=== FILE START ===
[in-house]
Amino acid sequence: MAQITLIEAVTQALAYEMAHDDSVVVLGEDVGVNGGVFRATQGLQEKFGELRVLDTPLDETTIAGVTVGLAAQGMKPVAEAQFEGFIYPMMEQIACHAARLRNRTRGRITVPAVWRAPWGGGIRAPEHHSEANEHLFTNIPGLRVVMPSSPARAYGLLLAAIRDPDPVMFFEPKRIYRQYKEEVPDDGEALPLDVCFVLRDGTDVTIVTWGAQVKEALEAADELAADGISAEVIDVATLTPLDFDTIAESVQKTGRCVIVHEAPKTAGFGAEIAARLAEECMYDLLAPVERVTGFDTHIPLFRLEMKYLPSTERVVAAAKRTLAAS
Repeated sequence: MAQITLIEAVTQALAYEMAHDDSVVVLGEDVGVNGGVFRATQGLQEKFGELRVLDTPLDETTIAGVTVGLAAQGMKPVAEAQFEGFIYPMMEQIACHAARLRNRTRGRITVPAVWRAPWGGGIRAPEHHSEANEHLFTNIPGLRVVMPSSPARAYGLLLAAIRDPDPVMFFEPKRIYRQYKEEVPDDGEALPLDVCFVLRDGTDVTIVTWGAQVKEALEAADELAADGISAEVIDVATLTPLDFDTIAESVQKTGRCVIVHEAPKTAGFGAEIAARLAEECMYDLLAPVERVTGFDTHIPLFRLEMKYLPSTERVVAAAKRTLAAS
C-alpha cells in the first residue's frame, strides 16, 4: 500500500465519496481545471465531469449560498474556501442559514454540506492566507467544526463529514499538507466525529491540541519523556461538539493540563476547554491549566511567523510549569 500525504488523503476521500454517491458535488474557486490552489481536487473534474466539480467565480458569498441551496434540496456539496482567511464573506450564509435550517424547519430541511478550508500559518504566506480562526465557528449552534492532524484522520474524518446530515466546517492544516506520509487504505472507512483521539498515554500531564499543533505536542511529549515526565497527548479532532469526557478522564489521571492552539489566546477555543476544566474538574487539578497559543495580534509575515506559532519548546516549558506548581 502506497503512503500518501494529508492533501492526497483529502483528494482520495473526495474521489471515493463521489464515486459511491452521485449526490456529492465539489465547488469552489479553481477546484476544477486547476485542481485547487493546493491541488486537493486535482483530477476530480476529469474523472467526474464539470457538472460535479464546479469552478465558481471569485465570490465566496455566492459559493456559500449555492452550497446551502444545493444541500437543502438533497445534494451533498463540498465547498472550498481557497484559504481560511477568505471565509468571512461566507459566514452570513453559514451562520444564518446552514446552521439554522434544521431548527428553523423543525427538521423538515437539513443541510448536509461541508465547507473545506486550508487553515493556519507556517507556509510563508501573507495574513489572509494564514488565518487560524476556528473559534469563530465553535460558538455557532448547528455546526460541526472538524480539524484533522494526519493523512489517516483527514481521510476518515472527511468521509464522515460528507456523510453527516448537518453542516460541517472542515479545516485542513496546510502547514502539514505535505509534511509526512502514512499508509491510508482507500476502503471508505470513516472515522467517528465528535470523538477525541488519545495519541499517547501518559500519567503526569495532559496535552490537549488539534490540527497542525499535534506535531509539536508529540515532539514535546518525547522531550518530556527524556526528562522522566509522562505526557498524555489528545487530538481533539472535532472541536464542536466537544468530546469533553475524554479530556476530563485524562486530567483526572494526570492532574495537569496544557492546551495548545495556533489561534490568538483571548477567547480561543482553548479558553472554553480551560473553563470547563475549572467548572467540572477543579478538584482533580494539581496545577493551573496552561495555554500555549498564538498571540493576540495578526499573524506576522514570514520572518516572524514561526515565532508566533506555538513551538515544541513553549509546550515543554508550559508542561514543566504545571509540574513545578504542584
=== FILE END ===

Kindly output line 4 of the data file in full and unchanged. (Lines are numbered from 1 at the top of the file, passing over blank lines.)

C-alpha cells in the first residue's frame, strides 16, 4: 500500500465519496481545471465531469449560498474556501442559514454540506492566507467544526463529514499538507466525529491540541519523556461538539493540563476547554491549566511567523510549569 500525504488523503476521500454517491458535488474557486490552489481536487473534474466539480467565480458569498441551496434540496456539496482567511464573506450564509435550517424547519430541511478550508500559518504566506480562526465557528449552534492532524484522520474524518446530515466546517492544516506520509487504505472507512483521539498515554500531564499543533505536542511529549515526565497527548479532532469526557478522564489521571492552539489566546477555543476544566474538574487539578497559543495580534509575515506559532519548546516549558506548581 502506497503512503500518501494529508492533501492526497483529502483528494482520495473526495474521489471515493463521489464515486459511491452521485449526490456529492465539489465547488469552489479553481477546484476544477486547476485542481485547487493546493491541488486537493486535482483530477476530480476529469474523472467526474464539470457538472460535479464546479469552478465558481471569485465570490465566496455566492459559493456559500449555492452550497446551502444545493444541500437543502438533497445534494451533498463540498465547498472550498481557497484559504481560511477568505471565509468571512461566507459566514452570513453559514451562520444564518446552514446552521439554522434544521431548527428553523423543525427538521423538515437539513443541510448536509461541508465547507473545506486550508487553515493556519507556517507556509510563508501573507495574513489572509494564514488565518487560524476556528473559534469563530465553535460558538455557532448547528455546526460541526472538524480539524484533522494526519493523512489517516483527514481521510476518515472527511468521509464522515460528507456523510453527516448537518453542516460541517472542515479545516485542513496546510502547514502539514505535505509534511509526512502514512499508509491510508482507500476502503471508505470513516472515522467517528465528535470523538477525541488519545495519541499517547501518559500519567503526569495532559496535552490537549488539534490540527497542525499535534506535531509539536508529540515532539514535546518525547522531550518530556527524556526528562522522566509522562505526557498524555489528545487530538481533539472535532472541536464542536466537544468530546469533553475524554479530556476530563485524562486530567483526572494526570492532574495537569496544557492546551495548545495556533489561534490568538483571548477567547480561543482553548479558553472554553480551560473553563470547563475549572467548572467540572477543579478538584482533580494539581496545577493551573496552561495555554500555549498564538498571540493576540495578526499573524506576522514570514520572518516572524514561526515565532508566533506555538513551538515544541513553549509546550515543554508550559508542561514543566504545571509540574513545578504542584